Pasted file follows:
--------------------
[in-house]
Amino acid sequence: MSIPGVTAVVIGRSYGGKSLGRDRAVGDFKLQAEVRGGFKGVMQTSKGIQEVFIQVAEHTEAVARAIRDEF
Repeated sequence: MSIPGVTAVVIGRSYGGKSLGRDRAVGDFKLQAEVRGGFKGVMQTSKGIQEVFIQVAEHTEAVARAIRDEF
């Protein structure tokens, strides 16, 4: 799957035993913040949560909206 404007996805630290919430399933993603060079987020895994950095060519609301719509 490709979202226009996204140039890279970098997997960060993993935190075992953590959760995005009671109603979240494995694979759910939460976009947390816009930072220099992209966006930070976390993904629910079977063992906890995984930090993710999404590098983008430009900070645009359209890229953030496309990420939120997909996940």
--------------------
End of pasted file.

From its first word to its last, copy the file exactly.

[in-house]
Amino acid sequence: MSIPGVTAVVIGRSYGGKSLGRDRAVGDFKLQAEVRGGFKGVMQTSKGIQEVFIQVAEHTEAVARAIRDEF
Repeated sequence: MSIPGVTAVVIGRSYGGKSLGRDRAVGDFKLQAEVRGGFKGVMQTSKGIQEVFIQVAEHTEAVARAIRDEF
């Protein structure tokens, strides 16, 4: 799957035993913040949560909206 404007996805630290919430399933993603060079987020895994950095060519609301719509 490709979202226009996204140039890279970098997997960060993993935190075992953590959760995005009671109603979240494995694979759910939460976009947390816009930072220099992209966006930070976390993904629910079977063992906890995984930090993710999404590098983008430009900070645009359209890229953030496309990420939120997909996940």